Recession 'caused by men'

Would be better off if more woman were on the board?
Would be better off if more woman were on the board?

By politics.co.uk staff

A new report published today by a prominent women's rights group calls for greater protection for women from what is "literally a manmade recession".

The report, from the Fawcett Society, argues the recession has created a new imperative for the government to introduce quotas for female representation on boards of listed companies.

"This recession must not be used as an excuse to send women back to the kitchen," said Dr Katherine Rake, the report's author and director of the Fawcett Society.


"In the US, Barack Obama signed new equal pay legislation as one of his first political acts. Voters in the UK, especially women voters, will be looking to the government for similarly bold measures."

The report, 'Are women bearing the burden of the recession?' points to Norway, which - in contrast to the UK where representation is stagnating - has seen women's representation in the boardroom soar from six per cent to 44 per cent as a result of quotas.

There is also data showing women entering the recession in a far more vulnerable footing than men.

A third of mothers use some sort of flexible working arrangement (compared to just under a fifth of dads). Early indications cited in the report indicate that some employers are restricting access to flexible working.

There is also evidence of women being concentrated in vulnerable employment with limited access to employment rights, including redundancy payments: women make up 54 per cent of the 1.4 million workers on temporary contracts and over two-fifths of women are working part-time.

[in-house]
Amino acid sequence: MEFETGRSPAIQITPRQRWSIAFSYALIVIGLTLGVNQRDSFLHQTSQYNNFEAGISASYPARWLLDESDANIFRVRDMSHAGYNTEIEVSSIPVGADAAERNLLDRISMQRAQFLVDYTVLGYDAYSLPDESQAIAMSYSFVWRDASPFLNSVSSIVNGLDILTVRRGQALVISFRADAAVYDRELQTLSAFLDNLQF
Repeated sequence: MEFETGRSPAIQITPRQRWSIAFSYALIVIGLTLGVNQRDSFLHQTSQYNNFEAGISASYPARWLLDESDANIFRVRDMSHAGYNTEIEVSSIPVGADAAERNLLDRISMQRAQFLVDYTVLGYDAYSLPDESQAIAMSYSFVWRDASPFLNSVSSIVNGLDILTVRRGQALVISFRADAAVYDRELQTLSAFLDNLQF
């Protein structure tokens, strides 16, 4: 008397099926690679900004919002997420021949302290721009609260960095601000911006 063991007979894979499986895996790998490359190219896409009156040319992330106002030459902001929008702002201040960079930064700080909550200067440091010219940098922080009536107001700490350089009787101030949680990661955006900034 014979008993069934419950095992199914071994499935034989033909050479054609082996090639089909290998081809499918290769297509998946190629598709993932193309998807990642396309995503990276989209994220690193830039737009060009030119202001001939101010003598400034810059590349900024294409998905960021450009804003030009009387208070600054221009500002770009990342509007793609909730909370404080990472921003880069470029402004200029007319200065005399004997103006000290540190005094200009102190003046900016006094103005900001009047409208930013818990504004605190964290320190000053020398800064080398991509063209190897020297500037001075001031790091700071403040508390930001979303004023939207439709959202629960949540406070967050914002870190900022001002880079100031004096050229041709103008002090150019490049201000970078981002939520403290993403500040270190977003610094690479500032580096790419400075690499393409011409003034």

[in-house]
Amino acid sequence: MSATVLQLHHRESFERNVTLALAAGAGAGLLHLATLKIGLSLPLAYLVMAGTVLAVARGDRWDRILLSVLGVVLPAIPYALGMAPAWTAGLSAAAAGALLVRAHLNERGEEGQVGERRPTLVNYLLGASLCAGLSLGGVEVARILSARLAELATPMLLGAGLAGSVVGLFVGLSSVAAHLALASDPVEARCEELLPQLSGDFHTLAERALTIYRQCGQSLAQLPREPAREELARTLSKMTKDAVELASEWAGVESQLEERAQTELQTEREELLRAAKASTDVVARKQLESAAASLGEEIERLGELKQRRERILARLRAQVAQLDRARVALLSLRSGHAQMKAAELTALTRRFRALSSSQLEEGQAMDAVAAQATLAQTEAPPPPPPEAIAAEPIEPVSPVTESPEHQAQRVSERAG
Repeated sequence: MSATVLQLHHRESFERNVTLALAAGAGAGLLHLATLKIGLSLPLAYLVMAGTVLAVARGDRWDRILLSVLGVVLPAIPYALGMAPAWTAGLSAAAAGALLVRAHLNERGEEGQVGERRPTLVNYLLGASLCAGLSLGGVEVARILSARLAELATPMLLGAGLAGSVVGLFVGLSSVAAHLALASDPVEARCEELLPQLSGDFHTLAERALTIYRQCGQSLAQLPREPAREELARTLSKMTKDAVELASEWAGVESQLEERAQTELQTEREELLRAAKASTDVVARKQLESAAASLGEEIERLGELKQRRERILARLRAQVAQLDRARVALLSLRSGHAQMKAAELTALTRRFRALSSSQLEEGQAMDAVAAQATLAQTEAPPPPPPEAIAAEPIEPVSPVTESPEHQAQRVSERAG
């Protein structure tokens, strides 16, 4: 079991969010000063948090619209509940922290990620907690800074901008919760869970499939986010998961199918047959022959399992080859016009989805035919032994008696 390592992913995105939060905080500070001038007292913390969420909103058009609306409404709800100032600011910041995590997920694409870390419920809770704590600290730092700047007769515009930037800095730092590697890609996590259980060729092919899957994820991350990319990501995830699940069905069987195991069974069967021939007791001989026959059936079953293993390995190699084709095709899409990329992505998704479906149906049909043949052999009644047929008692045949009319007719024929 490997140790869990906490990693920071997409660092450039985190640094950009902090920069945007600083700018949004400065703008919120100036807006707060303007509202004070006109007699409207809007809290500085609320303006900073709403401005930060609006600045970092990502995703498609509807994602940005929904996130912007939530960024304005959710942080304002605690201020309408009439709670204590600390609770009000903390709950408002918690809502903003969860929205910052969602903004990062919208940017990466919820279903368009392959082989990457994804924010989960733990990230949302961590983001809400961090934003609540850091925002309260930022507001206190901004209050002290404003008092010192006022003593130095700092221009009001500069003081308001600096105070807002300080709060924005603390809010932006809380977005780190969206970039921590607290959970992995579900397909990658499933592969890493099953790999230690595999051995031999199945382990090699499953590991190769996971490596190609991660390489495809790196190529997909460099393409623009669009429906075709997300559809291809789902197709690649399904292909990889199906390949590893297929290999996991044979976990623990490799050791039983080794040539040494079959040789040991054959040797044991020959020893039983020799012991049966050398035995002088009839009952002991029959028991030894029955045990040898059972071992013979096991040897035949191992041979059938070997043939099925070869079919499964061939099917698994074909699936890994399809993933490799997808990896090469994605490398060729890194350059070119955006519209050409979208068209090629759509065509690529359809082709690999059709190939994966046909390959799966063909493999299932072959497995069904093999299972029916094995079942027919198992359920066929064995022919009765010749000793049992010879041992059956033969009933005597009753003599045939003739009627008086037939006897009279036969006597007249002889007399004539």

Because women are lower paid and generally have fewer personal savings and lower pension provision they have fewer financial resources to withstand the impact of the recession, the report said.

The impact of lowered interest rates on older women is likely to be particularly severe.

"Women enter this recession on an unequal footing which makes them more economically vulnerable - they are more likely to work flexibly, be in part-time work, on temporary contracts and in low paid work and as a result, they have fewer resources to cushion the impact of downturn," Dr Rake continued.

"We are particularly concerned that new or expectant mothers will be 'picked off' as unscrupulous employers look for a reduction in their workforce."

The report is published to coincide with a roundtable on this topic hosted by minister for women Harriet Harman at 11 Downing Street today.

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